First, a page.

Replace the OAD and tensioner with the belt as part of a mileage-based service. Sponsored by Litens.
We show you what’s inside both OAP and OAD decoupler pulleys. This video is sponsored by Litens.
We take a look at what is actually inside of each pulley. This video is sponsored by Litens.
When faced with an illuminated charge light diagnosis on most late-model vehicles, do not automatically assume the problem is inside the alternator and potentially unserviceable.
Andrew Markel offers quick tips to ensure a belt tensioner replacement and installation job goes smoothly without causing any damage. Sponsored by Litens.
Alternator pulleys are not so simple anymore. Many late-model vehicles are equipped with special pulleys that are engineered to reduce NVH (noise, vibration and harshness) and extend the life of the alternator. An Overrunning Alternator Pulley (OAP) has a one-way clutch mechanism inside the hub that allows the belt to turn the alternator in one direction, but allows the alternator to “free wheel” and spin at its own speed when the engine suddenly decelerates.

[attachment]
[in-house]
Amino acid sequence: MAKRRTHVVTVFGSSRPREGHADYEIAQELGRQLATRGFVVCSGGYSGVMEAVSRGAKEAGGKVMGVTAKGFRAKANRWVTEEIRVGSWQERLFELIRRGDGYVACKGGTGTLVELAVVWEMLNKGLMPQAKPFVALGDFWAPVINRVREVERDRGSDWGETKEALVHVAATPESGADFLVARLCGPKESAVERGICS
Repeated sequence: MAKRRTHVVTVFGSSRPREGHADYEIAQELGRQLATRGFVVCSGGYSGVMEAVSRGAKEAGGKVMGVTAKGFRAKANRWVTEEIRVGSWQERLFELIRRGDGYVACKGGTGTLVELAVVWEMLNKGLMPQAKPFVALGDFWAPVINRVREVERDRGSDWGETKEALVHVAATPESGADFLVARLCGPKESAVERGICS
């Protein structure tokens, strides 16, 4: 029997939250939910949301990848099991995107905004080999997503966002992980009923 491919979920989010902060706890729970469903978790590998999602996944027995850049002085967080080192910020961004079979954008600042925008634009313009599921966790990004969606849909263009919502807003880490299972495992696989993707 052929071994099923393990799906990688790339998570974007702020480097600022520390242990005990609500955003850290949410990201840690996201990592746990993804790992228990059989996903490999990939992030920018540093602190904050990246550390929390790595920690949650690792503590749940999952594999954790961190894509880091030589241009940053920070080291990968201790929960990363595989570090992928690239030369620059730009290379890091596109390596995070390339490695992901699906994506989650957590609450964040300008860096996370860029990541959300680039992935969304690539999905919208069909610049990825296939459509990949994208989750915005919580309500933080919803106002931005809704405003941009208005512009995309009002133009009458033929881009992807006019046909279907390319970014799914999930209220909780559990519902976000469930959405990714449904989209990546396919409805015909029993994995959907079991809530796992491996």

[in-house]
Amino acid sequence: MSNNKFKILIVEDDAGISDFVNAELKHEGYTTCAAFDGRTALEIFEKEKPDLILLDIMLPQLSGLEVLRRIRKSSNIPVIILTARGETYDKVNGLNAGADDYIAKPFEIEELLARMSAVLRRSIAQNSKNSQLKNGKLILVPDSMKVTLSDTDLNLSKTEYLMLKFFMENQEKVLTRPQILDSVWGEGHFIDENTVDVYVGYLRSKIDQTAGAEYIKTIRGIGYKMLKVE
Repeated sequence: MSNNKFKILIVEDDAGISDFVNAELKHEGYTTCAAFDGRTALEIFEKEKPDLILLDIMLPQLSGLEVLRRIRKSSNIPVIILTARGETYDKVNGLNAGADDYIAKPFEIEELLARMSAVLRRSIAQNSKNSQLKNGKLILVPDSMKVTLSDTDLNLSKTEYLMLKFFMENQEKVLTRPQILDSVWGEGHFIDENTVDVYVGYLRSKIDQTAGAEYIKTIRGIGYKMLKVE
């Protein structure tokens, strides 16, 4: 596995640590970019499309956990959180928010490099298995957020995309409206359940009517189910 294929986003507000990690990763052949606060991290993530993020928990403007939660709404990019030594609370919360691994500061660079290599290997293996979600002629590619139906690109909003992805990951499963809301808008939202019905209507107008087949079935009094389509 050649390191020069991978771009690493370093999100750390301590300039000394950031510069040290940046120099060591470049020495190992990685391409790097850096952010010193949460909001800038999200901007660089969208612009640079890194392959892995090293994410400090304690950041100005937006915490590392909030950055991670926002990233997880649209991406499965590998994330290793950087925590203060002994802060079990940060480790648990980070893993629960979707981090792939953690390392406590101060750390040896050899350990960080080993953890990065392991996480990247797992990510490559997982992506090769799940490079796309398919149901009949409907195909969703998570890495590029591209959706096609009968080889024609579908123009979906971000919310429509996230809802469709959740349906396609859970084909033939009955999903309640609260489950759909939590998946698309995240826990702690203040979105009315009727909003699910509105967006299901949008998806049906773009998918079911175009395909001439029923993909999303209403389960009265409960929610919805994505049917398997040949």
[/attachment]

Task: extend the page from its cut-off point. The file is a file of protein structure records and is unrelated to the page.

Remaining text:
Technicians and customers have pretty much accepted that the accessory serpentine drive belt should be replaced between 90,000 to 100,000 miles. It is a “slam dunk” sale to just replace the belt, but does that replacement belt have the same chance to survive the same mileage? Chances are in the next 90,000 to 100,000 miles
Every time a cylinder fires, the crankshaft speeds up a very small amount for a short period of time. It is then slowed down as the next cylinder in the firing order compresses air and fuel for the next combustion event. The speeding up and slowing down of the crankshaft produces torsional vibration or twisting